Congratulations on all of your successes, Jeff!

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  • Roma July 11, 2008 at 9:19 am

    \”If you\’d like to share some feedback on price, contact me directly and let me know what you would pay for non-custom cycling shoes of this quality.\”

    Call me crazy, but if I don\’t have clipless pedals, I don\’t need \”cycling shoes\”; especially $800 ones.

    If I\’m riding with clipless pedals, I could buy top of the line SIDI shoes with carbon soles that would be lighter and better for cycling (and probably more comfortable) for about $400. They\’re also made of a material that is lighter, more breathable and more inclement weather friendly than leather.

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  • chuck July 11, 2008 at 9:33 am

    jesus, I can\’t believe you people are complaining about the price on these shoes. I\’d much rather spend $800 on a pair of custom fitted, hand crafted, locally made (i.e. low carbon footprint for manufacturing and shipping) cycling shoes, which will probably last at least 10 years with the proper upkeep from customer and cobbler, instead of some mass produced, half-assed fit commercially made shoes.

    if it\’s too much for you, don\’t buy it. simple as that.

    I applaud you Jeff, for dedicating yourself to a craft that\’s long been going the way of the dinosaur. handcrafting goods like this is a lost art form, and you my friend are an artist.

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  • Kristin July 11, 2008 at 9:57 am

    \”this is a lost art form, and you my friend are an artist.\”

    Truly these shoes are a work of wear-able art. Maybe not as good as SIDI\’s for every day abuse, but more in the spirit of investing in a thing of beauty and craftsmanship.

    And often people who do touring ride with leather saddles, leather chamois\’, wool jerseys, and other such old school gear, so perhaps there is something to leather touring shoes. Don\’t knock it till you try it.

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  • The Machine July 11, 2008 at 10:13 am

    Leather hardly has a low carbon footprint.

    Most of the people defending these $800 shoes are the same people chiding others for buying $6,000 carbon bicycles.

    To each his own.

    Chuck – if you\’re so hip to locally made handcrafted products, I\’m sure you\’re riding a $3,000 Vanilla bicycle and will soon be ordering these cycling shoes.

    These shoes are art – but most art is not practical for real everyday use.

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  • Lesli Larson July 11, 2008 at 10:35 am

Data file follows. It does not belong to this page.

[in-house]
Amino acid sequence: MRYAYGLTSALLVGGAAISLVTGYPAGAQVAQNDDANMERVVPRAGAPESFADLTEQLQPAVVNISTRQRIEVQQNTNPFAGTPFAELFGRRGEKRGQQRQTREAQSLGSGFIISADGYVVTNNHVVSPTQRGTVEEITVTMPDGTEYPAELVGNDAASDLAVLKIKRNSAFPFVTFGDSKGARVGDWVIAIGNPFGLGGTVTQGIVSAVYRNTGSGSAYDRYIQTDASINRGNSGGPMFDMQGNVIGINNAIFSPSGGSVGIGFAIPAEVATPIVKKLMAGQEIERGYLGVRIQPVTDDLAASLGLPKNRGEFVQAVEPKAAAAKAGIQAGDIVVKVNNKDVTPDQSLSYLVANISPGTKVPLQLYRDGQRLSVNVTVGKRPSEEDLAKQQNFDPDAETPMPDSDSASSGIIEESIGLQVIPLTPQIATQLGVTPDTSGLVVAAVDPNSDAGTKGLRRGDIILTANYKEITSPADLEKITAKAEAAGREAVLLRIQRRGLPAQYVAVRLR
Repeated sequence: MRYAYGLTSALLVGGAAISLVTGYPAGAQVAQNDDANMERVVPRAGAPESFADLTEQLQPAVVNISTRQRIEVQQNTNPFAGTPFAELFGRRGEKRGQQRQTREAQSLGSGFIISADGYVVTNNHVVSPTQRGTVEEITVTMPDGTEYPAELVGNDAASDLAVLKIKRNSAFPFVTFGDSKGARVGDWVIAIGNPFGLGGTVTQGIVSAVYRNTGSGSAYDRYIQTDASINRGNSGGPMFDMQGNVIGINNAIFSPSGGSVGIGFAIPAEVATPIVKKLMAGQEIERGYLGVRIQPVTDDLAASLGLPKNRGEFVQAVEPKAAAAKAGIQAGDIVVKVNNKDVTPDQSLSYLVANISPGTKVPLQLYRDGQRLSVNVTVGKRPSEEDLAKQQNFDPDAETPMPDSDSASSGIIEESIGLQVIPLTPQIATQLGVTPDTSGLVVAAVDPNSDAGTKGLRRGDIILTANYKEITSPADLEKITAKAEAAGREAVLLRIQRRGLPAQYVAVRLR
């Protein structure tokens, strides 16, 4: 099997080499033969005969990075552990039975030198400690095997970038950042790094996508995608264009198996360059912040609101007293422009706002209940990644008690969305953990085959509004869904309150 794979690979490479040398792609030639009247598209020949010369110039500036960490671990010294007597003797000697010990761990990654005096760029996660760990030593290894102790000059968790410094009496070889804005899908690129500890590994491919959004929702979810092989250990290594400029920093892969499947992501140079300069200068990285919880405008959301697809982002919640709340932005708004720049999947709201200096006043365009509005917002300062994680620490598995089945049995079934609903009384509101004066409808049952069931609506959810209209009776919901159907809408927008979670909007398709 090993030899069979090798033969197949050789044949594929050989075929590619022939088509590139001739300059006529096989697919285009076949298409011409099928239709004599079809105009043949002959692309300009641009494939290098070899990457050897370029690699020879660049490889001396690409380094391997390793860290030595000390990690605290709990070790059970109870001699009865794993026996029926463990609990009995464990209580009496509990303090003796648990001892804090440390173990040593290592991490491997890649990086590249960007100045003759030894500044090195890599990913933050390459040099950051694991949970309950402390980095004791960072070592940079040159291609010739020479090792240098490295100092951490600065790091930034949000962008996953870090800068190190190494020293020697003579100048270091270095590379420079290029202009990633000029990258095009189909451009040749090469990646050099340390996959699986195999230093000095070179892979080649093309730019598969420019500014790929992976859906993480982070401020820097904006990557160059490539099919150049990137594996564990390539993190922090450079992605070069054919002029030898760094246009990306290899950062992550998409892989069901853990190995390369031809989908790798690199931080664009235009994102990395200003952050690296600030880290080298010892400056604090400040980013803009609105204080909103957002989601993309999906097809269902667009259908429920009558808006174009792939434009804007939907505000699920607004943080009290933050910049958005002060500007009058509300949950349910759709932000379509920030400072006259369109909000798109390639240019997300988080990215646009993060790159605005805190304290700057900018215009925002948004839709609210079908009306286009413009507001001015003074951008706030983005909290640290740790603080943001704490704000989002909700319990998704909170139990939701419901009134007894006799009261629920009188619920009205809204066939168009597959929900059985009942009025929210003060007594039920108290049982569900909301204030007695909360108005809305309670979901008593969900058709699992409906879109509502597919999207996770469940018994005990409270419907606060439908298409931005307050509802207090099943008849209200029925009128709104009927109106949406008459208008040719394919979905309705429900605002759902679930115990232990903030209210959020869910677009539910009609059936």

Lovely shoes but price does seem a bit stiff given the wear and tear and wet weather to which they would be subjected. Not sure mine would last ten years–maybe two. I\’d probably wear them to work instead. Here\’s another custom option from a UK shop doing custom leather cycling shoes for many years. A bit more affordable though certainly not as snazzy sans red soles.

    http://reynoldsshoes.co.uk/

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  • N.I.K. July 11, 2008 at 11:02 am

    jesus, I can\’t believe you people are complaining about the price on these shoes. I\’d much rather spend $800 on a pair of custom fitted, hand crafted, locally made (i.e. low carbon footprint for manufacturing and shipping) cycling shoes, which will probably last at least 10 years with the proper upkeep from customer and cobbler, instead of some mass produced, half-assed fit commercially made shoes.

    If you spent $800 on mass produced half-assed fitting commercially made shoes, you\’d be a moron. Thankfully, extremely high-end, very well made, super durable cycling shoes with generally good fit options top out below $500.

    As such, there are three reasons to bother with these shoes:
    1) appreciation/support of highly-skilled craftsmanship
    2) need of a custom fit in a cycling-oriented shoe
    3) \”Check out my $800 dancing -er, I mean, cycling shoes!\”

    1 is important, 2 is unlikely, and 3 is eh (for me, anyway; fashion\’s not my bag).

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  • chuck July 11, 2008 at 11:09 am

    The Machine: Nope, unfortunately I can\’t afford either. being a craftsman myself, I just would prefer something being handmade locally. I ride a god-knows-how-many-hand Scwhinn I picked up off craigslist for $40, and second hand skate shoes.

    unfortunately, these shoes would probably never be in my price range. not even the standard sized non-custom versions. I still respect them, though.

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  • joeb July 11, 2008 at 4:04 pm

    Fashion\’s not my bag either, but these Exit shoes look REALLY nice. $800 is out of my price range, but I believe it to be a fair price. I\’ve got about $180 into my current low-end Specialized clipless shoes. I search high and low for locally made products. I probably spend less than $200 a year on clothes. Since I don\’t buy many clothes, I do spend time looking for ethically sourced and locally manufactured items. I think my price range for non custom clipless shoes would probably top out around $250.

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  • Carissa July 11, 2008 at 5:08 pm

    Quick, someone alert Robert Mackey! The NYT would be all over these tigers. (http://theclimb.blogs.nytimes.com/)

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  • joel July 11, 2008 at 10:29 pm

    for what its worth, to respond to the \”if i dont have clipless pedals, i dont need cycling shoes\” concept – this isnt necessarily true.